Having the confidence to pull off a technique is often more of an influence than our knowledge of the technique itself. I don’t always have to have a complete understanding of the nuances of a particular guard pass to get it to work, sometimes my trust in my ability to pull off the technique at the right time will lead to a successful execution rather than overthinking the entire thing and not acting at all.

All of the best coaches I’ve worked with over the years have always helped to foster self belief in their students. Despite often imparting great technical advice, the best coaches seem to have a knack for also building a student’s confidence and belief in themselves. The best athletes are always built upon a strong foundation of self belief. For many it’s a learned internal narrative and it takes constant self reflection and objective assessment of one’s own abilities to develop.

Henry Ford is credited with having said “Whether you think you can or you think you can’t, you’re right.” It’s true, all of our actions stem from our belief in ourselves and our ability to perform. If you don’t have the confidence to make yourself believe you can do something, then you are very unlikely to succeed.

You can explore this idea in anything that you do, it’s not unique to Jiu Jitsu. Vary rarely are any of the lessons we learn on the mat things that we cannot apply in other aspects of our lives.

Thanks for reading.



Chasing the Finish

In the same way that every logical argument has a conclusion, or scientific & mathematical equations have solutions, submission-based grappling styles have a singular favored outcome: The Finish. 

Submission is the ultimate goal in our martial arts. In realistic application the submission signifies the complete domination of your opponent. In short, submitting your opponent means that you have not only controlled them, but literally have the ability to either kill them or severely maim them should they not submit.  There is nothing more definitive than that. 

This was the original intent that these martial arts were developed with; the goal of controlling an opponent and putting yourself in the position to be able to fatally wound them should there be the need to do so.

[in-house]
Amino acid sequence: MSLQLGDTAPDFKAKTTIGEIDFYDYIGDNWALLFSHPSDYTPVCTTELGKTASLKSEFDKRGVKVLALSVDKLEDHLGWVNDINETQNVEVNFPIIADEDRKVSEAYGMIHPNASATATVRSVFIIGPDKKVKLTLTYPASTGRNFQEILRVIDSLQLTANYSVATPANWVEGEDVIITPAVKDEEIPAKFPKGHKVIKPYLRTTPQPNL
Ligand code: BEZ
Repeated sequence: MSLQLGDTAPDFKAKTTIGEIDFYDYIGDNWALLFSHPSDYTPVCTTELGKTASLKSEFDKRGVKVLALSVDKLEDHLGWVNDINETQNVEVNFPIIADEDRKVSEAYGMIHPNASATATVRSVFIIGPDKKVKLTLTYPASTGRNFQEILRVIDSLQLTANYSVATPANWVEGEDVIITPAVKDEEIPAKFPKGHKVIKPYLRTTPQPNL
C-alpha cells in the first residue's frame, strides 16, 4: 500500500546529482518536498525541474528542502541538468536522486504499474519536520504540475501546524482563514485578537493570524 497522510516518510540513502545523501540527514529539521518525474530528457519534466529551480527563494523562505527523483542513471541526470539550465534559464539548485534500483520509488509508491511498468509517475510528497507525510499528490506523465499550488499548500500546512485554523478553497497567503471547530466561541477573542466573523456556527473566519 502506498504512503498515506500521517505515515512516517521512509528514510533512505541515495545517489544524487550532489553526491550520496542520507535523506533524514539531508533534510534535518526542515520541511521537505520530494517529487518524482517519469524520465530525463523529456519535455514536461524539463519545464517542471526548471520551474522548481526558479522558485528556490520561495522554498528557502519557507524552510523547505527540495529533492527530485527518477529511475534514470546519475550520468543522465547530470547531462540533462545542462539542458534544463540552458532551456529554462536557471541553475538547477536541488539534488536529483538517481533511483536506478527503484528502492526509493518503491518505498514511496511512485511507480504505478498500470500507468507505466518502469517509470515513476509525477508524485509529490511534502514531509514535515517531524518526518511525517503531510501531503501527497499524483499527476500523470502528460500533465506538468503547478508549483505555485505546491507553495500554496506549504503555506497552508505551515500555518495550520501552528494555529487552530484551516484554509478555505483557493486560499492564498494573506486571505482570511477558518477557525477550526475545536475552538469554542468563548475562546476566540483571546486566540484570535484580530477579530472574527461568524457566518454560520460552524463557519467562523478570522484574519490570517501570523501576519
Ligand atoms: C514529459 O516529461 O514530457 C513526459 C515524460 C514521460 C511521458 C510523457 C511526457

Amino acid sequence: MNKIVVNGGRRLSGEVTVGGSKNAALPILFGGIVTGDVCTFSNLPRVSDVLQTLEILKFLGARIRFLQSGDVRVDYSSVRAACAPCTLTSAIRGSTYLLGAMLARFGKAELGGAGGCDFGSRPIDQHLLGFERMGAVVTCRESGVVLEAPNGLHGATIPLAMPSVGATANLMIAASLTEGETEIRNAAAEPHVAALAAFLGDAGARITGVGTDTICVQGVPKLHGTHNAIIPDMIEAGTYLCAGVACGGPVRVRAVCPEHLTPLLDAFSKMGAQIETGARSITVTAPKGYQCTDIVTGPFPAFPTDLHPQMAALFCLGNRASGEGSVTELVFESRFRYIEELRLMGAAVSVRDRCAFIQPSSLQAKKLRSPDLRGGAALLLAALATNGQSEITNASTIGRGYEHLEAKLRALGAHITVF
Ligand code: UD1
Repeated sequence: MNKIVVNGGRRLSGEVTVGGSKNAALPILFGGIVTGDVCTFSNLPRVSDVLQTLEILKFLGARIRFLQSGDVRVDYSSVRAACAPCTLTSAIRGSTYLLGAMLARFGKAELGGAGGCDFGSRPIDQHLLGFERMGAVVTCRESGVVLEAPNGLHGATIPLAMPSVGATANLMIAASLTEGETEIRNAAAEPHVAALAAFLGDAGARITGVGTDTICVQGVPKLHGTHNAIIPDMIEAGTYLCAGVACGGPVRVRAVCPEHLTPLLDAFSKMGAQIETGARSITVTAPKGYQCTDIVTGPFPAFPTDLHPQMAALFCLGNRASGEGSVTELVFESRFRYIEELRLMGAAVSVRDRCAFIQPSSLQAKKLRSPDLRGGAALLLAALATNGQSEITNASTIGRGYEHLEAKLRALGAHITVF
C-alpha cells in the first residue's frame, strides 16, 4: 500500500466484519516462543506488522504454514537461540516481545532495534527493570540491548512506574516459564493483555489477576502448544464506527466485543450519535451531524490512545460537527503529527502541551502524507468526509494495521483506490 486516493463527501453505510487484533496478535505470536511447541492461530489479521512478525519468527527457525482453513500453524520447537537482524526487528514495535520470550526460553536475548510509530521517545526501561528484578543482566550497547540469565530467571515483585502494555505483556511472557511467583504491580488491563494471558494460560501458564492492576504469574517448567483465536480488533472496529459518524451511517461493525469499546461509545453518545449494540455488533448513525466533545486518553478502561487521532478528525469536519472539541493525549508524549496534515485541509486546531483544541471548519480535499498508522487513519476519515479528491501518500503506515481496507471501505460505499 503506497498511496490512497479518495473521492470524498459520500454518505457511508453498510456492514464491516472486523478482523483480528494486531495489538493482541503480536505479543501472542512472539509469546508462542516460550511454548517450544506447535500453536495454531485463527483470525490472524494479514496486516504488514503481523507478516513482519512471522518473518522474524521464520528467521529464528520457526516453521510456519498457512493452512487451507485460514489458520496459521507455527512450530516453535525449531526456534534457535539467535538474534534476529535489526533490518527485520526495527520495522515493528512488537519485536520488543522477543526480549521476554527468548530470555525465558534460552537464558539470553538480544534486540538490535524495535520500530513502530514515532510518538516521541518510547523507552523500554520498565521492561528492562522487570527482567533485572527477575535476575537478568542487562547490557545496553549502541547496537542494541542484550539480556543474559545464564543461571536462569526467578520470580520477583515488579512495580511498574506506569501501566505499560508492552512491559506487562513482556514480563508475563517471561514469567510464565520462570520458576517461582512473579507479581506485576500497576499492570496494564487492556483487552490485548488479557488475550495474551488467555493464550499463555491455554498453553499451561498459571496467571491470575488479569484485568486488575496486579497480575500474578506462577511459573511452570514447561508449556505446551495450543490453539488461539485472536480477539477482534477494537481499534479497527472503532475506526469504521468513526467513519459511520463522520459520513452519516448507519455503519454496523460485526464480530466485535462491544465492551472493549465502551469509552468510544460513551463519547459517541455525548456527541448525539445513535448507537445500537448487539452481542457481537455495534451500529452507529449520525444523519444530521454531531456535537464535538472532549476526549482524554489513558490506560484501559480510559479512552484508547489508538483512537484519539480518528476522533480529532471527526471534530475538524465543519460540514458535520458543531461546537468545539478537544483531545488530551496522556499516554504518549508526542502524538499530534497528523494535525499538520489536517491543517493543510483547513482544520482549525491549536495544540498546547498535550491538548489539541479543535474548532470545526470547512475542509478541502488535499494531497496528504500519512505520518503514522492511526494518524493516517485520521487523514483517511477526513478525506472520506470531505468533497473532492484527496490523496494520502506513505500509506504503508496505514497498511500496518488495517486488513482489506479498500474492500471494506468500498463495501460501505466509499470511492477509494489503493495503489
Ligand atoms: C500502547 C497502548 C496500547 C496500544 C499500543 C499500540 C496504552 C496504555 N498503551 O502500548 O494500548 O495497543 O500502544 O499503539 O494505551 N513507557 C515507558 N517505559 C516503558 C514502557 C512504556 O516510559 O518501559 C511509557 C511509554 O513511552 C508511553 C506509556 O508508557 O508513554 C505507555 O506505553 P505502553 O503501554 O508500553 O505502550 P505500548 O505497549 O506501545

At the core of grappling, this remains an imperative: complete control over an opponent Continue reading “Chasing the Finish”

Accepting change

Change is constant. Every waking moment presents you with a new opportunity for both positive and negative change.

If you begin to look at personal growth in this way, you can create a lot of opportunities for growth and change your life for the better.

Don’t fall behind in your pursuit for personal growth because of a failure to accept change.

To benefit from change, we must accept two things: That change is a signal for growth and that no one is too perfect to grow.

We can all learn something new about ourselves as long as we embrace change and new opportunities.

What isn’t going to help is when we cut ourselves off from these chances to grow because of the potential discomfort or fear.

Ideological Consistency

One of the most important aspects of the scientific method is Ideological Consistency.

It’s not enough to successfully reach a logical conclusion once, it has to be proven true again & again by not only yourself, but others.

This is the same in Jiu-Jitsu. One day, one roll or competition does not dictate your ability or skill.

Your true ability and skill is dictated by the day to day consistency you display on the mats and in your life.

Consistency in thought and action is to create balance as human being and martial artist.

And that’s the bottom line, because Musashi said so *mic drop*